A 27-year-old woman who has been declared "brain dead" is being Brooklyn hospital in the hope that the four-month-old fetus she is carrying can be saved.
The only other known effort to deliver a fetus under similar circumstances, attempted a year ago at the University of Colorado, was unsuccessful. Physicians in Denver and Washington knowledgeable about the problems involved in the Brooklyn case expressed skepticism that the fetus could be saved.
The woman, Rosemarie Maniscalco collapsed in her home on the evening of Nov. 23 and was brought by her husband to Victory Memorial Hospital in Brooklyn. Mrs. Manicalco was examined and declared "brian dead," a term that means that the brain has ceased to function and there is no chance of recovery. It remained unclear yesterday the exact nature of Mrs. Maniscalco's ailment.
Mrs. Maniscalco was placed on a respirator and her heart continued to function, according to Mildred Moriarty, administrator of Victory Memorial. According to Moriarty, the fetal heartbeat is being monitored and is thought to be "good" by physicians involved in the case.
Moriarty said the decision to put Mrs. Maniscalco on the respirator was made by physicians when she was brought in. Moriarty said the patient would not be taken off the respirator "until her heart stopped. They have two lives involved."
Under New York law, a patient is not considered to be dead until the heart stops functioning.
Mrs. Maniscalco's husband, John, could not be reached. The Associated said his wife was still alive as far as he is concerned, and "the baby is still alive."
Maniscalco, according to the Associated Press, said that his wife stood up from the dinner table screaming in pain, vomited and then passed out in his arms. At the hospital Maniscalco was told his wife was suffering from inoperable pressure on her brain.
Dr. Andre Hellegers, a professor of obstetrics and gynecology at Georgetown University and director of the Kennedy Institute for the Study of Human Reproduction and Bioethics, said that a "series of problems" would have to be overcome before the fetus could be delivered successfully.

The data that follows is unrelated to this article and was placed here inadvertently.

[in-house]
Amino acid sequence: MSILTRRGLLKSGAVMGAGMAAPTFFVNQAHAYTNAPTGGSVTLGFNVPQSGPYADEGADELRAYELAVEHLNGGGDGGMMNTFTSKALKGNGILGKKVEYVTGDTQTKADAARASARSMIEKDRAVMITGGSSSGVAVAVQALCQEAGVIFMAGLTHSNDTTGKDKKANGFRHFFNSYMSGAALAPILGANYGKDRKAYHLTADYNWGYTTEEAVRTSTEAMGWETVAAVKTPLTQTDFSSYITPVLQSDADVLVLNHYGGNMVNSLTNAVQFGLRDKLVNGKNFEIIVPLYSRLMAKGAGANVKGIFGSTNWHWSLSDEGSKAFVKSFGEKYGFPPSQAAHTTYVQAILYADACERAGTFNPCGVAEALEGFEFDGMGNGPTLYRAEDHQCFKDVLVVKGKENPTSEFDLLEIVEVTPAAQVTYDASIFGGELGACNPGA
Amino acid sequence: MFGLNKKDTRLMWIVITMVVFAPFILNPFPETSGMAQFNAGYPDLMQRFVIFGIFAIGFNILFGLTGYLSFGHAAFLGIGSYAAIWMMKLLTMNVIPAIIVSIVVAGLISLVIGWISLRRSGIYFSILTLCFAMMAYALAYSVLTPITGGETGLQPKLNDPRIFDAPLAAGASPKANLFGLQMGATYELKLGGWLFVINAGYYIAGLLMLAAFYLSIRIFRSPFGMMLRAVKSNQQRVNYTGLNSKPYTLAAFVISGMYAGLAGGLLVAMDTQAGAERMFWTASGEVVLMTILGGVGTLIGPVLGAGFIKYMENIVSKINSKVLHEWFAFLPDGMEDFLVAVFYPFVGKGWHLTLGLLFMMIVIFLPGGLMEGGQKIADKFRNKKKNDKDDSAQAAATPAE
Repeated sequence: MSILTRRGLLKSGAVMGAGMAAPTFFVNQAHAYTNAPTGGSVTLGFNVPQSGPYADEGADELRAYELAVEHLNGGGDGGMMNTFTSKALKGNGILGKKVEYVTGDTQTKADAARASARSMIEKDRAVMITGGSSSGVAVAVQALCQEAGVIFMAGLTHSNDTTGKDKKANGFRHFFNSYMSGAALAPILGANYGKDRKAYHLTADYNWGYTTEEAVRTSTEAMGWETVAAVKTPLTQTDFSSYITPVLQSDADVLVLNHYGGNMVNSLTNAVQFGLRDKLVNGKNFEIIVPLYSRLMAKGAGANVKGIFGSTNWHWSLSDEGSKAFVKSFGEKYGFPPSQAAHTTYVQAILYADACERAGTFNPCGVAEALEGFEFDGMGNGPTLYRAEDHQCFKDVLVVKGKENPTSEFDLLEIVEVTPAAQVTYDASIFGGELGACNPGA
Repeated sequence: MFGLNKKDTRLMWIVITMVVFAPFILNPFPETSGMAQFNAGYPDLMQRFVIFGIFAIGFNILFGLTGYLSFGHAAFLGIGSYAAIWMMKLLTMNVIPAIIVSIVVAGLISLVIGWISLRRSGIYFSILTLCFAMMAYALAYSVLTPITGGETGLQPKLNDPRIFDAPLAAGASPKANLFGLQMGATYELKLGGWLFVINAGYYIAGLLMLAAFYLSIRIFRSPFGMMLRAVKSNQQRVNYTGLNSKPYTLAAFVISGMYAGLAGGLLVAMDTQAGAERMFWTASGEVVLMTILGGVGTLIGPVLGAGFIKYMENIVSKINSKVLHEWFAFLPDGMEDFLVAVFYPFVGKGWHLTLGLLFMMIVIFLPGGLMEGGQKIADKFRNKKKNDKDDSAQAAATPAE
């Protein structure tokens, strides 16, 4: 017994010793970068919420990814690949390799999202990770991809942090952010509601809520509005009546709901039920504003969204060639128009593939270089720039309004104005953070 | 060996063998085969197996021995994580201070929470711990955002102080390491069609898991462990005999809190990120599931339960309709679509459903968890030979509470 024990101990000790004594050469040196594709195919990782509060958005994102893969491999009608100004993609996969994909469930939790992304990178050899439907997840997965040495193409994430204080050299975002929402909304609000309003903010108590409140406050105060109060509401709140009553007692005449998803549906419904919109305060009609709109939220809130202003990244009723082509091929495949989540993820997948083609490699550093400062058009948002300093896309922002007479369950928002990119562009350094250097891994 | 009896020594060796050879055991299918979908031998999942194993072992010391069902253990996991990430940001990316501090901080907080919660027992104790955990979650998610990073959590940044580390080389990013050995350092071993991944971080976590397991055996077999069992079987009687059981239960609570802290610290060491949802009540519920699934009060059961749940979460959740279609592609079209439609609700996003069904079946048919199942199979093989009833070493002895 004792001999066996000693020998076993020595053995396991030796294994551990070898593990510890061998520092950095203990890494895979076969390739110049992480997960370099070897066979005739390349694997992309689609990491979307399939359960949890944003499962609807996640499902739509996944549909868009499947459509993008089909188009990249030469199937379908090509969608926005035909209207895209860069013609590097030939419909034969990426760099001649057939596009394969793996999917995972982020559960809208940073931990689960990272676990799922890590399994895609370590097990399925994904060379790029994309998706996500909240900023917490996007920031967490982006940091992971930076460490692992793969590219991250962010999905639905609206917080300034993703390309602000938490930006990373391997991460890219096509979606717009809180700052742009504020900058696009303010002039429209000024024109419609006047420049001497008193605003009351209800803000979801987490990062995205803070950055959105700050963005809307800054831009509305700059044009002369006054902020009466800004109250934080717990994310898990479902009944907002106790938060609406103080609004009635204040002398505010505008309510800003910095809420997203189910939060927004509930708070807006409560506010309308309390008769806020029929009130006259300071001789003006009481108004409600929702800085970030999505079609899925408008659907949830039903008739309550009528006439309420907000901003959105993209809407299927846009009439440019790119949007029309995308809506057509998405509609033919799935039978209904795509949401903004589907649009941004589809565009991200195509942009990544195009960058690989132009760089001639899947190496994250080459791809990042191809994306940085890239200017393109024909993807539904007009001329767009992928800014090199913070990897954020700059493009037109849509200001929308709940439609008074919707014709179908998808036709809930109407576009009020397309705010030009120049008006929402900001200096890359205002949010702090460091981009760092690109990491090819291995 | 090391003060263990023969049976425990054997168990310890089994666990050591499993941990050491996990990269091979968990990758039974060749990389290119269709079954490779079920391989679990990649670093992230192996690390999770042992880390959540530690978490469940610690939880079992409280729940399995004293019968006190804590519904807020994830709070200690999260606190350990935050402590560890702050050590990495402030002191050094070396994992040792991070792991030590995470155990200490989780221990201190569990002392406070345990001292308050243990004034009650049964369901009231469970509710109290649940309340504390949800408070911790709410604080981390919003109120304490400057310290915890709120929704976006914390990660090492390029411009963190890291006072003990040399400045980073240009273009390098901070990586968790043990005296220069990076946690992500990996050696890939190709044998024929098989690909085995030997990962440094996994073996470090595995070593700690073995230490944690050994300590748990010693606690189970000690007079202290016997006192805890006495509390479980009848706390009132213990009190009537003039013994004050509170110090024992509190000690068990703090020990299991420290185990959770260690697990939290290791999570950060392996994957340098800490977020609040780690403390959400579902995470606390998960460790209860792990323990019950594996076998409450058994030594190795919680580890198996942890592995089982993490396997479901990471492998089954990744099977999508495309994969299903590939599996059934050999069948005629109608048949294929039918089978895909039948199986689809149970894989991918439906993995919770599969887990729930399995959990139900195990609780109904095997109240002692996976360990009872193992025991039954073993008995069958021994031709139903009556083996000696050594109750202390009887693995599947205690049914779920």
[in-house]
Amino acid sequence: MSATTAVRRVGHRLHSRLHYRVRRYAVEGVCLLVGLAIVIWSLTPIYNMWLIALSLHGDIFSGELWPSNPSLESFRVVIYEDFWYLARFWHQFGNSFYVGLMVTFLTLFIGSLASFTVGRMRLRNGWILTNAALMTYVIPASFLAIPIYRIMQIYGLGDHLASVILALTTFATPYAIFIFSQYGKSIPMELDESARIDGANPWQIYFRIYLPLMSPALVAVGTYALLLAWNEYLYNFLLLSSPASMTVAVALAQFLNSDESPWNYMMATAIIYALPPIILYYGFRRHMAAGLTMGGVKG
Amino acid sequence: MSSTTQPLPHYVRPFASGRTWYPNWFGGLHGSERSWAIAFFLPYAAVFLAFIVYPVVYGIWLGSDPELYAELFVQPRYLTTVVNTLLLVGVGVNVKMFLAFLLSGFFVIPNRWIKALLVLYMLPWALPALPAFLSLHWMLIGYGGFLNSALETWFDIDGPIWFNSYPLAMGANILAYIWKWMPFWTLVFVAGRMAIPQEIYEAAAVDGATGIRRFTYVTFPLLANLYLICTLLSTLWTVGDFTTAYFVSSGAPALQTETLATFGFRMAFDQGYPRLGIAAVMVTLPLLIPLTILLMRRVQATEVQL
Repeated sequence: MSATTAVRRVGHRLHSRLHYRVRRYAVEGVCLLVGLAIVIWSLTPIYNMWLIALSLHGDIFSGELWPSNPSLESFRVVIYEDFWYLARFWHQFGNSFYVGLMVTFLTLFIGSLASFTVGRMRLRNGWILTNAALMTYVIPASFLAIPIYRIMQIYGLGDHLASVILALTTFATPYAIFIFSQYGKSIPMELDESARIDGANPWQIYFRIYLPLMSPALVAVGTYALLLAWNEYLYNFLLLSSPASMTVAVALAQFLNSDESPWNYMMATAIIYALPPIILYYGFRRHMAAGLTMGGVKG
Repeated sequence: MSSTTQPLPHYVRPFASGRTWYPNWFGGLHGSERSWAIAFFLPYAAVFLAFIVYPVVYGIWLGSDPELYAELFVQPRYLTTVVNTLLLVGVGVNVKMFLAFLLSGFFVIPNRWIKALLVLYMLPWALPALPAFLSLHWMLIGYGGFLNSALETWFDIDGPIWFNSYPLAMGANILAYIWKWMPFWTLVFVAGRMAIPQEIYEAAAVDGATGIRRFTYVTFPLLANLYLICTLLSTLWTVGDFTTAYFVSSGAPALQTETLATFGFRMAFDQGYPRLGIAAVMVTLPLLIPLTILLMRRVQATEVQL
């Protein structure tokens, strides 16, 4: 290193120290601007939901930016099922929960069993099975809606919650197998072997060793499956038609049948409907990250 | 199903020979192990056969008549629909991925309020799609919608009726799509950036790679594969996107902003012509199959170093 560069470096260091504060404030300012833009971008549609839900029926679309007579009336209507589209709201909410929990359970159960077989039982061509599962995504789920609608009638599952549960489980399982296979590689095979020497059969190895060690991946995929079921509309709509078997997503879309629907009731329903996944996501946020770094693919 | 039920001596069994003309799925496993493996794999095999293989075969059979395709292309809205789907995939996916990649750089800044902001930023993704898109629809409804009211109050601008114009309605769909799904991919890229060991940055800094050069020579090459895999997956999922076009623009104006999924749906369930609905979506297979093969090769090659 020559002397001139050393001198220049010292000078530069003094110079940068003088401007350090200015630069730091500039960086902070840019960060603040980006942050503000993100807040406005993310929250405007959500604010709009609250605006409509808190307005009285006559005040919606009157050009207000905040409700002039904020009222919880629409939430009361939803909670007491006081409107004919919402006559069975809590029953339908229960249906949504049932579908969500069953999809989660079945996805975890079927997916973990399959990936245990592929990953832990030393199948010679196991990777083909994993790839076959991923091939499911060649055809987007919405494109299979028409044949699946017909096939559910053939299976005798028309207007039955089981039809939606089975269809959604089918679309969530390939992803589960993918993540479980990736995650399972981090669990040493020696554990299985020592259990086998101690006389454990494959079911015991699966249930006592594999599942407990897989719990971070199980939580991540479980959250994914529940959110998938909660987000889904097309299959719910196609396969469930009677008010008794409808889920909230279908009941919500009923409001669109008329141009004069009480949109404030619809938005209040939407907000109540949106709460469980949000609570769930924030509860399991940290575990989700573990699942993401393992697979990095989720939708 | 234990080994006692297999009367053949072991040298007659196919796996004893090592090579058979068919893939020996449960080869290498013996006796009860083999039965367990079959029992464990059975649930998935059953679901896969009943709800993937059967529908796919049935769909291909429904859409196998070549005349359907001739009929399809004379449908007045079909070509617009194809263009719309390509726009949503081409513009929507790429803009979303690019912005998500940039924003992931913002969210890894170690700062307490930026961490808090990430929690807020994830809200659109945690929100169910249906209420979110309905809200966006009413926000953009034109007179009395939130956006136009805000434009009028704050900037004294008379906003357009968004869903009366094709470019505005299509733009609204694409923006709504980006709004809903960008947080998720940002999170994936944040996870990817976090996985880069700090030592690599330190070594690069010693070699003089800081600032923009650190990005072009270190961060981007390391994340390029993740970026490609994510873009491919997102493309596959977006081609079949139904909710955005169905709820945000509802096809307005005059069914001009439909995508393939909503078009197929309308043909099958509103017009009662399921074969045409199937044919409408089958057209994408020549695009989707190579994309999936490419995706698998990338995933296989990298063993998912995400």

At 16 to 20 weeks into the pregnancy, the fetus is still too small to survive outside the womb. Hellegers said the fetus would have to weigh about two pounds - a weight reached at the age of about 28 weeks - before it could be delivered, by cesarean sacrion, with an even chance of survival.
"You'd have a figthing chance at less than that, but if you want more than a 50 per cent chance, you'd have to go to 28 weeks," Hellegers said.%THellegers cited three problems complicating the situation - the amount of nutrients it is possible for a "brain dead" patient to absorb, the ability of the heart of the patient to work harder as the fetus grows and needs more nourishment,and the proportion of the increased blood flow that actually goes to the fetus. "The blood has to go to the right places carrying the right stuff," Hellegers said.
Although Mrs. Maniscalco is being fed intravenously, there is no way of knowing how well the fetal system is absorbing nutrients. Beyond that, Hellegers said, little is known about how the blood flow to the uterus is regulated, although the process is thought to be governed by hormones produced by the placenta.
Dr. Edgar Makowski, chairman of the department of obstetrics and gynecology at the University of Colorado, treated a patient under similar circumstances a year ago. Makowski, interviewed by telephone yesterday, said he convinced the patient's family to give up the effort after 48 hours.
Asked if he was skeptical that the fetus could survive. Makowski replied. "Very much so," agreeing with Hellegers analysis. "You don't know how adequate that blood supply is to that pregnant uterus. There's not way of measuring or telling." Makowski said. "I mean at 16 weeks that is almost zilch in terms of a successful outcome."
Even if the fetus did survived until it could be delivered. Makowski said, there is no way of knowing what the infant's condition would be on delivery.